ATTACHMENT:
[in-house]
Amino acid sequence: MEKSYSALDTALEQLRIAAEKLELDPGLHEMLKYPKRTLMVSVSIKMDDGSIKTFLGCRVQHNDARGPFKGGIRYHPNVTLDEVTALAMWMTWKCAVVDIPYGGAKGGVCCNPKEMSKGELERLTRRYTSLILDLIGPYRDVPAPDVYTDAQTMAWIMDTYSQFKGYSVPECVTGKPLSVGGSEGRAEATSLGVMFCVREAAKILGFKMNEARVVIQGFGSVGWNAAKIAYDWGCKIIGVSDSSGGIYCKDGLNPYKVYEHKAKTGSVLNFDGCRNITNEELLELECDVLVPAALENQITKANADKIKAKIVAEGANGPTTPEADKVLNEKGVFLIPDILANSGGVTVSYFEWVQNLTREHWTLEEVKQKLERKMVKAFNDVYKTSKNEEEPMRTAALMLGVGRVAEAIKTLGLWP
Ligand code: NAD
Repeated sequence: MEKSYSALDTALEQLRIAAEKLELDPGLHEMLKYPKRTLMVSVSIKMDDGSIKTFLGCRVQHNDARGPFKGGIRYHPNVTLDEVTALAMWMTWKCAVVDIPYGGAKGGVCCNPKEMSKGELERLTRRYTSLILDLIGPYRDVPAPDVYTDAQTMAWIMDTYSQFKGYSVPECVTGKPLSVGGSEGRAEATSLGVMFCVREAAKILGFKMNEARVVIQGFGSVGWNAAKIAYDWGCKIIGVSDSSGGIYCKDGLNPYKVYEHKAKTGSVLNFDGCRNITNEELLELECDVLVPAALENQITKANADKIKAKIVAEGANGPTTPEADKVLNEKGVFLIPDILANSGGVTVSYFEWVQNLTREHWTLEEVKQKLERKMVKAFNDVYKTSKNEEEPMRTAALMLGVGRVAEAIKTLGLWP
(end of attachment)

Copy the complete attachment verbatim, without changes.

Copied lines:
[in-house]
Amino acid sequence: MEKSYSALDTALEQLRIAAEKLELDPGLHEMLKYPKRTLMVSVSIKMDDGSIKTFLGCRVQHNDARGPFKGGIRYHPNVTLDEVTALAMWMTWKCAVVDIPYGGAKGGVCCNPKEMSKGELERLTRRYTSLILDLIGPYRDVPAPDVYTDAQTMAWIMDTYSQFKGYSVPECVTGKPLSVGGSEGRAEATSLGVMFCVREAAKILGFKMNEARVVIQGFGSVGWNAAKIAYDWGCKIIGVSDSSGGIYCKDGLNPYKVYEHKAKTGSVLNFDGCRNITNEELLELECDVLVPAALENQITKANADKIKAKIVAEGANGPTTPEADKVLNEKGVFLIPDILANSGGVTVSYFEWVQNLTREHWTLEEVKQKLERKMVKAFNDVYKTSKNEEEPMRTAALMLGVGRVAEAIKTLGLWP
Ligand code: NAD
Repeated sequence: MEKSYSALDTALEQLRIAAEKLELDPGLHEMLKYPKRTLMVSVSIKMDDGSIKTFLGCRVQHNDARGPFKGGIRYHPNVTLDEVTALAMWMTWKCAVVDIPYGGAKGGVCCNPKEMSKGELERLTRRYTSLILDLIGPYRDVPAPDVYTDAQTMAWIMDTYSQFKGYSVPECVTGKPLSVGGSEGRAEATSLGVMFCVREAAKILGFKMNEARVVIQGFGSVGWNAAKIAYDWGCKIIGVSDSSGGIYCKDGLNPYKVYEHKAKTGSVLNFDGCRNITNEELLELECDVLVPAALENQITKANADKIKAKIVAEGANGPTTPEADKVLNEKGVFLIPDILANSGGVTVSYFEWVQNLTREHWTLEEVKQKLERKMVKAFNDVYKTSKNEEEPMRTAALMLGVGRVAEAIKTLGLWP